Is the corporation a soulless and soul-killing construct, an instrument of unmitigated evil, as Genoese streetfighters and latter-day Naderites are wont to argue? Not necessarily—and not even usually—write two Economist reporters.
Whoever came up with it—and several nations and times can lay claim to it—the company is a brilliant idea. From the outset, the creation of a business entity that had some of the rights, and some of the traits, of an individual person allowed cash-strapped governments to secure the wherewithal for projects ranging from securing shipping lanes to conquering half the world, and it allowed single investors to form blocs and gain wealth unattainable to anyone without a cannon. Some of the earliest companies, write Micklethwait and Coolidge, were quasi-governments in themselves. The British East India Company, for instance, commanded a private army a quarter of a million soldiers strong, far larger than the British army. The Virginia Company transported goods to and from the American colonies while encouraging democratic ideas that helped get the king’s hand out of the till—for which reason James I called the firm “a seminary for a seditious parliament.” Fueled by a logic that the economist Ronald Coase identified as the desire to minimize the transaction costs involved in coordinating a particular economic activity—get everyone under one roof, and coordination is a breeze—such companies grew and diversified, yet did not become giants until the late-19th and early-20th centuries, when master planners such as James Buchanan Duke, the tobacco giant; Thomas Watson, the paternalistic founder of IBM; and the good folks at Procter & Gamble pulled together to corporatize all aspects of society—in the case of the last, the authors wryly remark, also “ruining modern culture by creating the soap opera.” Yet, they argue, despite widespread fears to the contrary, big corporations are steadily losing their power, while small ones—and there are more than 5.5 million in the US alone—are becoming the norm, allowing for healthy diversity and even doing some good.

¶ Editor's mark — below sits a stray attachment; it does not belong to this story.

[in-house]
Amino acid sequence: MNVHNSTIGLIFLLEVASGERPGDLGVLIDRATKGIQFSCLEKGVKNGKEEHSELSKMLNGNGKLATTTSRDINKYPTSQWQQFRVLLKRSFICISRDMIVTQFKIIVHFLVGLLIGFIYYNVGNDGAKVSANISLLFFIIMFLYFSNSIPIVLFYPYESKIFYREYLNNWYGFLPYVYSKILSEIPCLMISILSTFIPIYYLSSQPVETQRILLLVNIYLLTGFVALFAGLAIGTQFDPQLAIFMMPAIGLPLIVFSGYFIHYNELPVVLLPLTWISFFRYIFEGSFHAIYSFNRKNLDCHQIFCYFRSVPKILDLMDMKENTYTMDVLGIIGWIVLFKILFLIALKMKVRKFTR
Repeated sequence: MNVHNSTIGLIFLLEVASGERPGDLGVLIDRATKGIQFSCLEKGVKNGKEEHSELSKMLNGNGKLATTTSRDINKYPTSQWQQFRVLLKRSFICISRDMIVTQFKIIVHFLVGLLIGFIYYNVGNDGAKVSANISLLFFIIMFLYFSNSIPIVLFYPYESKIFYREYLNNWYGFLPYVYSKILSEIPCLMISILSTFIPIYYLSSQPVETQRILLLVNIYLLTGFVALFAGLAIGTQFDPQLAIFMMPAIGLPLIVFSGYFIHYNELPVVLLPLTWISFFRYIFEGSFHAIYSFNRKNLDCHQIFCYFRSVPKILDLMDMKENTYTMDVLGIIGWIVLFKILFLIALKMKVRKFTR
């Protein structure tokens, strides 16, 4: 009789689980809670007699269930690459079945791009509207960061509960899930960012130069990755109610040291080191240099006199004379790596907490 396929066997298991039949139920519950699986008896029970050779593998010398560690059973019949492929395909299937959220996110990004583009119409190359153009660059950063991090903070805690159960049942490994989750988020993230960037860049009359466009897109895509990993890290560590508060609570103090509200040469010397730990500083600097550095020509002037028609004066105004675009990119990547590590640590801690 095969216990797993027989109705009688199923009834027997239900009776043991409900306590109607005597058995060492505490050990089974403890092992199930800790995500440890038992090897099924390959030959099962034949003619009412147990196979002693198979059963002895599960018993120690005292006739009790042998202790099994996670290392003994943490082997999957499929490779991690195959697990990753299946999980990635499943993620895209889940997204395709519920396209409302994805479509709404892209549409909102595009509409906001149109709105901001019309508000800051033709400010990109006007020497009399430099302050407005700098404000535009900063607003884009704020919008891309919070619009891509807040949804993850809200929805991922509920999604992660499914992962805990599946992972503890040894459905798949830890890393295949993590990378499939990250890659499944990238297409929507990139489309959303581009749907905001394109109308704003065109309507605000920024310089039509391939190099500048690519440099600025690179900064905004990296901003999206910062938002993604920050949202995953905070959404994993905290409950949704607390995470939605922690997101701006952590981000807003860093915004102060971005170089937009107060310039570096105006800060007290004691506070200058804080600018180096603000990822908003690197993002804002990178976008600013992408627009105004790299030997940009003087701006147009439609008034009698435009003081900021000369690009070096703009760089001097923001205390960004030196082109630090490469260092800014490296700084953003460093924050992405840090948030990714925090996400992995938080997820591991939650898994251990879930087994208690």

An entertaining and even charming excursion in business history, largely unburdened by formulas and numbers but full of debate-stirring data all the same.